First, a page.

Quite simply: all things Shed.
Learn all you’ll need about starting Sheds, finding Sheds in the wild, plus how to maintain and manage one.
There’s a comprehensive FAQ section on our website if you can’t find the answers you’re looking for on this page.
What is a Men’s Shed?
Sheds are whatever the members (or Shedders as we call them) want them to be. Although labelled sheds, they often aren’t sheds at all. They can be empty offices, portable cabin’s, warehouses, garages, and in at least one case, a disused mortuary. Some Sheds are purpose built workshops, but they rarely start out that way. Many don’t have premises at all in the beginning and instead form a group that meets regularly for the social connection, company and camaraderie until they can find somewhere to kit out with tools. Many Sheds get involved in community projects too – restoring village features, helping maintain parks and green spaces, and building things for schools, libraries and individuals in need.
Activities in Sheds vary greatly, but you can usually find woodworking, metalworking, repairing and restoring, electronics, model buildings or even car building in a typical Shed. Sheds typically attract older men, but many have younger members and women too. Whatever the activity, the essence of a Shed is not a building, but the connections and relationships between its members.
Start your own Shed
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How did they start?
Sheds are mainly ‘grassroots’ community activities that come about in response to shared needs. These have mostly been for men to access tools, workbenches, skills and opportunities to make and mend in the company of others. Gardening, computing, electronics and other activities have been included according to members’ interests. The UK Men’s Sheds Association (UKMSA) regard a Shed as the group, whether or not it has a base for activity.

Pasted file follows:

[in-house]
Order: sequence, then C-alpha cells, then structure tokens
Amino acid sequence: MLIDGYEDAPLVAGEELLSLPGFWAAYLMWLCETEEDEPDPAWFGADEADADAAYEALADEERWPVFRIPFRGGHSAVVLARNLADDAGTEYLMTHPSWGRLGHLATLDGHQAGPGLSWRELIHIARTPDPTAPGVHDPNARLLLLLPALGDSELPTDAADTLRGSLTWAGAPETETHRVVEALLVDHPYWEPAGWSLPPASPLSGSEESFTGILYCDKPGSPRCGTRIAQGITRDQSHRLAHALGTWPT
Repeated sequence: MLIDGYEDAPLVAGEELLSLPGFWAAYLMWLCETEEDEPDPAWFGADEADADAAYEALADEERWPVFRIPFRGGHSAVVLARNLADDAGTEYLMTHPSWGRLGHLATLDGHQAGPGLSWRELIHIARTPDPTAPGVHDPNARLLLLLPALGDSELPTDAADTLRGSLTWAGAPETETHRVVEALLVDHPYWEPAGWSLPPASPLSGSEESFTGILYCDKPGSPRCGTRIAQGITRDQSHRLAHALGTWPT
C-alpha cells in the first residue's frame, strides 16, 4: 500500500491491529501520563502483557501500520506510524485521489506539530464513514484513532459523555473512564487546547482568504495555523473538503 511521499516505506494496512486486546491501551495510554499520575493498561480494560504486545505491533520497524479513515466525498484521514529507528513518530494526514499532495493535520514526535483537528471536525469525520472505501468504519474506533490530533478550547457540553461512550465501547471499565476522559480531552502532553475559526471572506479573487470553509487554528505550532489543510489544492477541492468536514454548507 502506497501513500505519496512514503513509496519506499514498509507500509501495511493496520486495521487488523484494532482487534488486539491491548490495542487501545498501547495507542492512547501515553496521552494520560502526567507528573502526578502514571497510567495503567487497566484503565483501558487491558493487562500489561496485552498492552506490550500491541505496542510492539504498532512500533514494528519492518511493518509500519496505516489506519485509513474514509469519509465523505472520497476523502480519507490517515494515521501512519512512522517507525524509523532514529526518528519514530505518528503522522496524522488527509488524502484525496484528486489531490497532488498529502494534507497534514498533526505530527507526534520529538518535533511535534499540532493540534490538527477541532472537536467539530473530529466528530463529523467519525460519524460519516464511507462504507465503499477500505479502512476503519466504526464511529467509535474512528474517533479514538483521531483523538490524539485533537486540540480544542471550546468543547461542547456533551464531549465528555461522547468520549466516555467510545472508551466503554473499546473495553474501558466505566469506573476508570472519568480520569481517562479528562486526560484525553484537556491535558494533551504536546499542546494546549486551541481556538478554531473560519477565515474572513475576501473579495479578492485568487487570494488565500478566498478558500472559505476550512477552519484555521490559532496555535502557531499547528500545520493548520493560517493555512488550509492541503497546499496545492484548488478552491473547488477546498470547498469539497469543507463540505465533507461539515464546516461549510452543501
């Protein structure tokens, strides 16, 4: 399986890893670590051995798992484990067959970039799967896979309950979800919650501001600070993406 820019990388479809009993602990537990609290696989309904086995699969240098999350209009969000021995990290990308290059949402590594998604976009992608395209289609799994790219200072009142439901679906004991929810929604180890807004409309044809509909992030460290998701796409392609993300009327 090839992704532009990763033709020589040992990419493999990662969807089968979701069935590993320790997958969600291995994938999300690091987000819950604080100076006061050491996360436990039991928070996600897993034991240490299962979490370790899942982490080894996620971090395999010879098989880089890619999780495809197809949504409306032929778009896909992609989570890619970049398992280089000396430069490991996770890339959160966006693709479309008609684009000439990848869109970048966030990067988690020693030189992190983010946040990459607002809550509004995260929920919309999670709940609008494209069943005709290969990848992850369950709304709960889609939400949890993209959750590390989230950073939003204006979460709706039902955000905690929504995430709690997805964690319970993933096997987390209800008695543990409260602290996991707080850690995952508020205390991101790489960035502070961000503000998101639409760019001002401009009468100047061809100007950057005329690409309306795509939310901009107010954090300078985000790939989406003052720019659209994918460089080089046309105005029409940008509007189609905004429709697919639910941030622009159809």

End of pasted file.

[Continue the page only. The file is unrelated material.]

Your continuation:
An alternative to grassroots, bottom-up development, is where an established organisation creates and takes full responsibility for a Shed as an additional part of its work. Occasionally, an organisation might provide one or more support functions to an independent Shed such as underwriting the finances or providing management services.
Sheds bring health benefits by encouraging physical and mental activity, and improved wellbeing by providing an enjoyable way to stay socially integrated in local communities, by being creative, and learning or passing on skills. Whilst most Sheds are for men, about a third involve women. There are now also some all women Sheds.
Why are they needed?
Men typically find it more difficult to build social connections than women, and unlike women of a similar age, less older men have networks of friends and rarely share personal concerns about health and personal worries. It is not the case for all men, but for some, when retirement comes, it can feel like personal identity and purpose is lost. Men’s Sheds can change all of that.
Sheds are about meeting like-minded people and having someone to share your worries with. They are about having fun, sharing skills and knowledge with like-minded people and gaining a renewed sense of purpose and belonging. As a by-product of all of that they reduce isolation and feelings of loneliness, they allow men to deal with mental health challenges more easily and remain independent, they rebuild communities and in many cases, they save men’s lives.
Men’s Sheds are vital.
Sounds like joining a Shed is right for you?
Take a look at our interactive map to find Sheds near you
If you still have more questions about Sheds, head over to our FAQs area, otherwise, it’s time to engage with the Shedder’s network. Find a local Shed to join or start your own and thrive.